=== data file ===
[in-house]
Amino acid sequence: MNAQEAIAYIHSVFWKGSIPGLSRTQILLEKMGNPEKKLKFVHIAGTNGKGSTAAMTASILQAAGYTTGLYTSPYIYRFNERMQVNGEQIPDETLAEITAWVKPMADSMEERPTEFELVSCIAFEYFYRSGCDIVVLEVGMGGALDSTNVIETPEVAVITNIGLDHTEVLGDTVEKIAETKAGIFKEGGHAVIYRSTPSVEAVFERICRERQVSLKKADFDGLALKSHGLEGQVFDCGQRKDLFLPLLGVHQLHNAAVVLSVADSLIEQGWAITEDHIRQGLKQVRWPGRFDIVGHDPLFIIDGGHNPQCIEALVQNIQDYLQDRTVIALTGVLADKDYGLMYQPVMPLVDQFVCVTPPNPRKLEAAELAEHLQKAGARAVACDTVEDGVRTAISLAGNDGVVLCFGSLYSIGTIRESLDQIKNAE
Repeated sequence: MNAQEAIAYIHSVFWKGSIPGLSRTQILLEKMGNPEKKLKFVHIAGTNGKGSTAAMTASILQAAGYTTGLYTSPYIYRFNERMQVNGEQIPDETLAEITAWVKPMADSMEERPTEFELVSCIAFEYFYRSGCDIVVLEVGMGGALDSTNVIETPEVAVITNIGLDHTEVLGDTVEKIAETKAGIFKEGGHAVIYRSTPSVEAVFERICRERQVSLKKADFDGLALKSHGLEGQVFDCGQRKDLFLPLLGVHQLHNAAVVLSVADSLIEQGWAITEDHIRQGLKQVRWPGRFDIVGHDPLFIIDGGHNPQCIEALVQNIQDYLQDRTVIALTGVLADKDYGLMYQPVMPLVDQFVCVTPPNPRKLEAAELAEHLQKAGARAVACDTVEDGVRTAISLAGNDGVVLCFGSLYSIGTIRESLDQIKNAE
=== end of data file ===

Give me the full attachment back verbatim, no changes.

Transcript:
[in-house]
Amino acid sequence: MNAQEAIAYIHSVFWKGSIPGLSRTQILLEKMGNPEKKLKFVHIAGTNGKGSTAAMTASILQAAGYTTGLYTSPYIYRFNERMQVNGEQIPDETLAEITAWVKPMADSMEERPTEFELVSCIAFEYFYRSGCDIVVLEVGMGGALDSTNVIETPEVAVITNIGLDHTEVLGDTVEKIAETKAGIFKEGGHAVIYRSTPSVEAVFERICRERQVSLKKADFDGLALKSHGLEGQVFDCGQRKDLFLPLLGVHQLHNAAVVLSVADSLIEQGWAITEDHIRQGLKQVRWPGRFDIVGHDPLFIIDGGHNPQCIEALVQNIQDYLQDRTVIALTGVLADKDYGLMYQPVMPLVDQFVCVTPPNPRKLEAAELAEHLQKAGARAVACDTVEDGVRTAISLAGNDGVVLCFGSLYSIGTIRESLDQIKNAE
Repeated sequence: MNAQEAIAYIHSVFWKGSIPGLSRTQILLEKMGNPEKKLKFVHIAGTNGKGSTAAMTASILQAAGYTTGLYTSPYIYRFNERMQVNGEQIPDETLAEITAWVKPMADSMEERPTEFELVSCIAFEYFYRSGCDIVVLEVGMGGALDSTNVIETPEVAVITNIGLDHTEVLGDTVEKIAETKAGIFKEGGHAVIYRSTPSVEAVFERICRERQVSLKKADFDGLALKSHGLEGQVFDCGQRKDLFLPLLGVHQLHNAAVVLSVADSLIEQGWAITEDHIRQGLKQVRWPGRFDIVGHDPLFIIDGGHNPQCIEALVQNIQDYLQDRTVIALTGVLADKDYGLMYQPVMPLVDQFVCVTPPNPRKLEAAELAEHLQKAGARAVACDTVEDGVRTAISLAGNDGVVLCFGSLYSIGTIRESLDQIKNAE